Friday, December 02, 2005

who needs crime when you have friends like the state?

I came across a short, but insightful passage from a articles titled Does Government Protect Us? by Anthony Gregory:
The state now seizes about half the wealth in the country. Does it not seem odd that the organization claiming to protect our lives and livelihoods needs to expropriate an entire half of our resources to do so? And what is it protecting us from, again? Could private criminals on their own really steal the trillions of dollars in wealth consumed annually by the bureaucracy, kidnap as many innocents as the police state, and kill as many as the federal war machine? To ask the question is to answer it.
If I'd relate this to a statist, the most like response I'd get would be "Yeah, but if there was no government, criminals and warlords would take all your wealth" or "If you don't like it here, why don't you go to [insert some other abusive government here]".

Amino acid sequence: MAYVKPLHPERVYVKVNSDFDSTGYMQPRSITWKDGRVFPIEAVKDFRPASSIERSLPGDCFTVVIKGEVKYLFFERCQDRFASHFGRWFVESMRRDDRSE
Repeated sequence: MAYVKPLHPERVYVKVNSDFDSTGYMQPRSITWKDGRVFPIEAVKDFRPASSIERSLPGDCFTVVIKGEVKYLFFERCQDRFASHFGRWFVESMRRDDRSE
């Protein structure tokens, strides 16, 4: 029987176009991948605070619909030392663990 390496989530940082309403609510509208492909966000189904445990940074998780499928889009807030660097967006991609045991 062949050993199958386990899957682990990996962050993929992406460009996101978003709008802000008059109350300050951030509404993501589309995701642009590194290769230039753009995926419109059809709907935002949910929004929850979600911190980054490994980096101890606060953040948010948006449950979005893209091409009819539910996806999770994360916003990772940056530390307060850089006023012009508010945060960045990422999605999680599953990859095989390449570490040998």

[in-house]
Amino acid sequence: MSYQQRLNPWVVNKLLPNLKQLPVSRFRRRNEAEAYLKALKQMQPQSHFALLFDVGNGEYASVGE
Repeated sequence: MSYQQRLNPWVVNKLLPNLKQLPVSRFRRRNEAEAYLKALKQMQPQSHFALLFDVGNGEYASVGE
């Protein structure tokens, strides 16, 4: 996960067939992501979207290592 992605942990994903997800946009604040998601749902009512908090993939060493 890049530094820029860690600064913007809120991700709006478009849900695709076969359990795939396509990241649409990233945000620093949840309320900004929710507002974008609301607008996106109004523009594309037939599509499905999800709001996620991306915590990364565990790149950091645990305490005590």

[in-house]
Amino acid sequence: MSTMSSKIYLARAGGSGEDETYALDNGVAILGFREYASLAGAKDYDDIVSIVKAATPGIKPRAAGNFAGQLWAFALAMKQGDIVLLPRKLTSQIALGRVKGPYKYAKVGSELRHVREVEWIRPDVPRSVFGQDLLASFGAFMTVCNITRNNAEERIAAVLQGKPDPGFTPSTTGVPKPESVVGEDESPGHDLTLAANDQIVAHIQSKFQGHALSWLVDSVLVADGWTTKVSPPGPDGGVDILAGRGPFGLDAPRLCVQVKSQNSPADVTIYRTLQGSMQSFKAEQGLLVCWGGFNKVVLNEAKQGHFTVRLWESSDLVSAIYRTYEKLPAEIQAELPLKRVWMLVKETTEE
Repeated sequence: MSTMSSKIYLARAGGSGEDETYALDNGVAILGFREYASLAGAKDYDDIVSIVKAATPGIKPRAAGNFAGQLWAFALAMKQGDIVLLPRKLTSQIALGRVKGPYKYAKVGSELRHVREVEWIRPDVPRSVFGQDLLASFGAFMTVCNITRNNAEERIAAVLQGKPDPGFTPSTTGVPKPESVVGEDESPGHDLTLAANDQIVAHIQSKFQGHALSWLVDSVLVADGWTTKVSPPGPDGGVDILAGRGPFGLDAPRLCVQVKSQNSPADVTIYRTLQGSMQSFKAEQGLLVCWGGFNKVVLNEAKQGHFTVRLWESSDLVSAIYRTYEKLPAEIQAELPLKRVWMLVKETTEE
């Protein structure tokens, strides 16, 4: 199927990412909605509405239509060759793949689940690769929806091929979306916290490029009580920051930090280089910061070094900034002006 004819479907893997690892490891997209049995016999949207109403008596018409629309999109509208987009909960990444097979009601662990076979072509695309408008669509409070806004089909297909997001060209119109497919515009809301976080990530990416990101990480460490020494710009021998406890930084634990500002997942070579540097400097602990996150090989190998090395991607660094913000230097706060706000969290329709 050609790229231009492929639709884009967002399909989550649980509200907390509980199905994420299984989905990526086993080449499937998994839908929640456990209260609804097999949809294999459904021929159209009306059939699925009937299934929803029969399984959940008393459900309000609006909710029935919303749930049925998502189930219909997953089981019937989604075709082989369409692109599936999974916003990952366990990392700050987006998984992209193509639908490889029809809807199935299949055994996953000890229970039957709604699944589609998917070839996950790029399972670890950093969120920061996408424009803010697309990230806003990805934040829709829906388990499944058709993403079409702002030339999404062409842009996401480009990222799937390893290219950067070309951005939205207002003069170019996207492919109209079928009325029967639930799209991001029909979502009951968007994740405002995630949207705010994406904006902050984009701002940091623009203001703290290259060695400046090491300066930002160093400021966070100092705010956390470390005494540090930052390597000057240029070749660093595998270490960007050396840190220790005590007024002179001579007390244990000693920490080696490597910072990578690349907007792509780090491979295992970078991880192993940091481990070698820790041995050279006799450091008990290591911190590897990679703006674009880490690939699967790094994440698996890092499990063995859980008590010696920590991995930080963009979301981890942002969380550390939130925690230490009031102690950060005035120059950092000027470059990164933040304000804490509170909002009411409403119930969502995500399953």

What I really can't understand is why people have a tendency to believe the worst in others, as though if not for our benevolent government master, we would be tearing out each others eyes and throats, and so the expropriation of only half our wealth in return is too good a bargain to pay for this arrangement.

I do however have a strong feeling that this ingrained distrust and fear of others is due to our present state conditioning, which trains us to form into primitive bands of savages who employ acts of political plunder to survive, and the perverse notion that this method is even the most noble of acts!

Is it really any surprise that when people are politically pitted against each other, they will quickly look into irrational differences, such as gender, racism, religion in order to 'rationalize' their intolerable positions? Even while these irrational notions may arise on their own in the non-political sphere, they tend to be corrected, as the grocery store owner that refuses a black customers patronage will soon learn the better that it benefits no one to foster such irrational beliefs of superiority premised upon the genealogical heritage of another person.

In short, the state profits when we bicker, as this is a self-fulfilling dystopia which only lends further credence to the organization which tells us constantly that we can't be trusted to live together peacefully, and thus we are subject to their good-hearted protection.

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